Which Health Problems Are Linked To Food Sensitivities?

Certain health problems such as inflammation, bloating, skin rashes, IBS and asthma could potentially be caused by food sensitivities. By eating foods you’re sensitive to, these types of health conditions could arise. This doesn’t mean that your health problems are for sure being caused by food sensitivities, but rather that a food sensitivity could be a potential cause worth looking into.

If you’re curious if you have any food sensitivities, you could take an at-home food sensitivity test such as a blood test. You could also check to see if there are any foods you’re genetically more likely to be sensitive to by taking a CircleDNA test and reading the nutrition reports based on your DNA.

Below are some examples of health problems that can be linked to food sensitivities.



Some research links IgG-mediated food sensitivities to a number of health problems, including asthma. However, the subtype of antibody is relevant as well. A study conducted on asthmatic children found a link between egg IgG antibodies and asthma.

Identifying food sensitivities may help you if you have asthma, or the other conditions in the “atopic triangle”, such as eczema and hayfever. Some research shows a link between the level of egg IgG antibodies and symptom severity, which may be caused by inflammation and continual immune reactivity.

Inflammation of the Joints

When food is difficult to digest due to a food sensitivity, it can cause inflammation all throughout your body. Inflammation of the joints is an example of such inflammation sometimes caused by eating problematic foods. This is why health conditions such as arthritis can sometimes arise from undiagnosed food sensitivities.

Inflammation in the body is uncomfortable, and inflammation in the joints is often quite painful. By getting a food sensitivity test and eliminating the foods that are causing inflammation in your body, you could become much more comfortable and enjoy a higher quality of life.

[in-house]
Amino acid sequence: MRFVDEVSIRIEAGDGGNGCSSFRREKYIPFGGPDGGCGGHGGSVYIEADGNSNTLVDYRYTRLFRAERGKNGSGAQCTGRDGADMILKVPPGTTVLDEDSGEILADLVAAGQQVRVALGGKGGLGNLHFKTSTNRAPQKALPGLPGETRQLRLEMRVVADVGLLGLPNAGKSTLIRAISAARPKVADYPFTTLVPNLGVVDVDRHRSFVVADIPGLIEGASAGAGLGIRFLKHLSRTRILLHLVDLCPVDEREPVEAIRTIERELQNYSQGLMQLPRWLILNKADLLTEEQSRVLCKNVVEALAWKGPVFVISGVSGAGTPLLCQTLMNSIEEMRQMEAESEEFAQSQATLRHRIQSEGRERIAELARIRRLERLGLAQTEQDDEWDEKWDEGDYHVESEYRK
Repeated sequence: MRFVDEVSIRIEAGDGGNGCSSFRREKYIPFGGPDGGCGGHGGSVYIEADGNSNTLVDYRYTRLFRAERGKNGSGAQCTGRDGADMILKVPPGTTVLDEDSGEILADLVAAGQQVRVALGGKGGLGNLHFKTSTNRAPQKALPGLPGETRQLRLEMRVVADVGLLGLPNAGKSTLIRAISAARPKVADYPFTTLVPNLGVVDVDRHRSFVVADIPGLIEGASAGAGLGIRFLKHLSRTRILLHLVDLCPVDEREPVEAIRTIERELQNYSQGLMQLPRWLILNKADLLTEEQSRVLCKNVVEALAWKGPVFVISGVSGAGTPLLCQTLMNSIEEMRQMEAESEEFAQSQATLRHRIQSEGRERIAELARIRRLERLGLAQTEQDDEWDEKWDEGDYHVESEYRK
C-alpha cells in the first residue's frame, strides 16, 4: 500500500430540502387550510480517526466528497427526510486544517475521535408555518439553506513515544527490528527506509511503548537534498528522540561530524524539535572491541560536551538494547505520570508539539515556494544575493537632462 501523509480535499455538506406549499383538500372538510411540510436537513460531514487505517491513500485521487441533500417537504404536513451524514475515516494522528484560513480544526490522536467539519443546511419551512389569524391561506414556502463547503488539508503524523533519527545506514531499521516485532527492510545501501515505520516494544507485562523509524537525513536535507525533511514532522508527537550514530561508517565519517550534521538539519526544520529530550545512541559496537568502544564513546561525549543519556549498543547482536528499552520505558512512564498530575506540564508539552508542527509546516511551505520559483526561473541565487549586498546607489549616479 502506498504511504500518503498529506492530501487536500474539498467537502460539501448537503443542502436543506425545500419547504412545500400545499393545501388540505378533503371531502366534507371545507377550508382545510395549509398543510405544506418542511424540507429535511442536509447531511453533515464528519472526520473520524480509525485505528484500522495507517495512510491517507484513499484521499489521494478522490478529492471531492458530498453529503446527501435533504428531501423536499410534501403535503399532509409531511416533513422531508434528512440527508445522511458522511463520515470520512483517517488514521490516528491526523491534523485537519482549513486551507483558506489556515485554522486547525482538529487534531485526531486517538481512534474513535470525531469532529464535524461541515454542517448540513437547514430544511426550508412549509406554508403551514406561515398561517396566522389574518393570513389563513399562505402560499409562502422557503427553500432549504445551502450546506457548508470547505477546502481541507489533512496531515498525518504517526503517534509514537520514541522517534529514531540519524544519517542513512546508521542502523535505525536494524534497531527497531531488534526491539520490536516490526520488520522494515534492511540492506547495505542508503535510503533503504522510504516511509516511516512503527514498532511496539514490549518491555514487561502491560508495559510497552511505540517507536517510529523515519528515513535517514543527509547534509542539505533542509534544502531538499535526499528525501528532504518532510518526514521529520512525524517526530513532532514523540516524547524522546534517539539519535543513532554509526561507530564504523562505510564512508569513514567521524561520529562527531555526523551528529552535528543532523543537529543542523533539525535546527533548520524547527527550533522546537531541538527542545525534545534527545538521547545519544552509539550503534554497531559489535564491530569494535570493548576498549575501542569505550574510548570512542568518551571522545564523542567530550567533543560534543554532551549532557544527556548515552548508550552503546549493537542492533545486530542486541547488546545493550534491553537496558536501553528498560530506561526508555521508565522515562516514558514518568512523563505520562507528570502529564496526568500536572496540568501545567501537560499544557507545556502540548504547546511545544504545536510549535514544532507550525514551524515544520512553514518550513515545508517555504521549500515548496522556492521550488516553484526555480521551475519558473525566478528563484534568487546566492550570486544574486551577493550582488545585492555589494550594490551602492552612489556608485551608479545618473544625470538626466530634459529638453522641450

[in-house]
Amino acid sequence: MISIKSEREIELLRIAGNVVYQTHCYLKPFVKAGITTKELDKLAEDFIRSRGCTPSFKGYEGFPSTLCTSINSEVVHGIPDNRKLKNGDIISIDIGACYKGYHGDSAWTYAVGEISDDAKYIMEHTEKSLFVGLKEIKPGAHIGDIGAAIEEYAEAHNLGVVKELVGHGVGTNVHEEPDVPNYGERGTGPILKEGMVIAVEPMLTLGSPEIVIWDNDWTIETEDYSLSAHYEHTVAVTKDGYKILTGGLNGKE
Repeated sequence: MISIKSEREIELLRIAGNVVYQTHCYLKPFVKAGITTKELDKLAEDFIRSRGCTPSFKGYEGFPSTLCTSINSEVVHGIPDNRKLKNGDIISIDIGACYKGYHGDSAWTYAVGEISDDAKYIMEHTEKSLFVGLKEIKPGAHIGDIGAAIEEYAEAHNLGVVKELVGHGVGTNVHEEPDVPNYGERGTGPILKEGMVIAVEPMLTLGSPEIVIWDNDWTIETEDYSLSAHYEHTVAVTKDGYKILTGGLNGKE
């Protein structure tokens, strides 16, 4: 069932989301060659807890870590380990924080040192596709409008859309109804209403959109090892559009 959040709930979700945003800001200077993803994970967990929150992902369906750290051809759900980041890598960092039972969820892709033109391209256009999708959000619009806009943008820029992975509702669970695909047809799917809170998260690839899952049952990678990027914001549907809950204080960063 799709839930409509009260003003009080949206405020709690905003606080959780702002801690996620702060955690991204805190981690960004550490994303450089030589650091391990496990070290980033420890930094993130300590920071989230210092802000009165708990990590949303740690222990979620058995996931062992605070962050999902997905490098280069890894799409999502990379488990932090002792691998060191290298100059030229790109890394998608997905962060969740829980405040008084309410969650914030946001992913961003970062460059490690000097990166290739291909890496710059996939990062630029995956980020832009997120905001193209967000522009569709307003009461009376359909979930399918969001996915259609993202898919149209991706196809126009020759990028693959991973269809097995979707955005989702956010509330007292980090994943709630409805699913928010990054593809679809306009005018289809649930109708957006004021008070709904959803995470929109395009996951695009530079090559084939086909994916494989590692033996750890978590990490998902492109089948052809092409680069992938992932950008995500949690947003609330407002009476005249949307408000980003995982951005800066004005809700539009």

Inflammatory Bowel Disease

Another category of chronic illness that is often related to food sensitivities is the painful and debilitating inflammatory bowel diseases (IBD). These are autoimmune conditions that attack the colon (ulcerative colitis) or anywhere in the digestive tract (Crohn’s disease). For this reason, a study of people with IBD compared the prevalence of IgE and IgG mediated food sensitivities to see if either was a trigger for inflammation. Higher levels of IgG reactivity were found in subjects who suffered from IBD. There was also a stronger relationship between IgG antibodies and Crohn’s disease than with ulcerative colitis.

Skin Rashes and Skin Conditions

Many factors can cause skin conditions such as rashes, itching, and acne. However, food sensitivities might be to blame. The only way to find out for sure would be to try an elimination diet, cutting out foods your blood test indicated you’re sensitive to, and seeing if the condition of your skin improves.

Food sensitivities can cause itching and rashes. A very severe rash on the skin could be a sign of a food allergy, not a food sensitivity. Food allergies are much more serious than food sensitivities, and you should seek immediate medical attention. To find out what is causing your skin health to deteriorate, try eliminating foods that people are commonly sensitive to, such as dairy or gluten.


Bloating is an uncomfortable sensation that occurs in your stomach when your gastrointestinal (GI) tract is filled with air or excess gas. The onset of belly-bloating can be sudden, and often happens because you’ve eaten a food you’re sensitive to.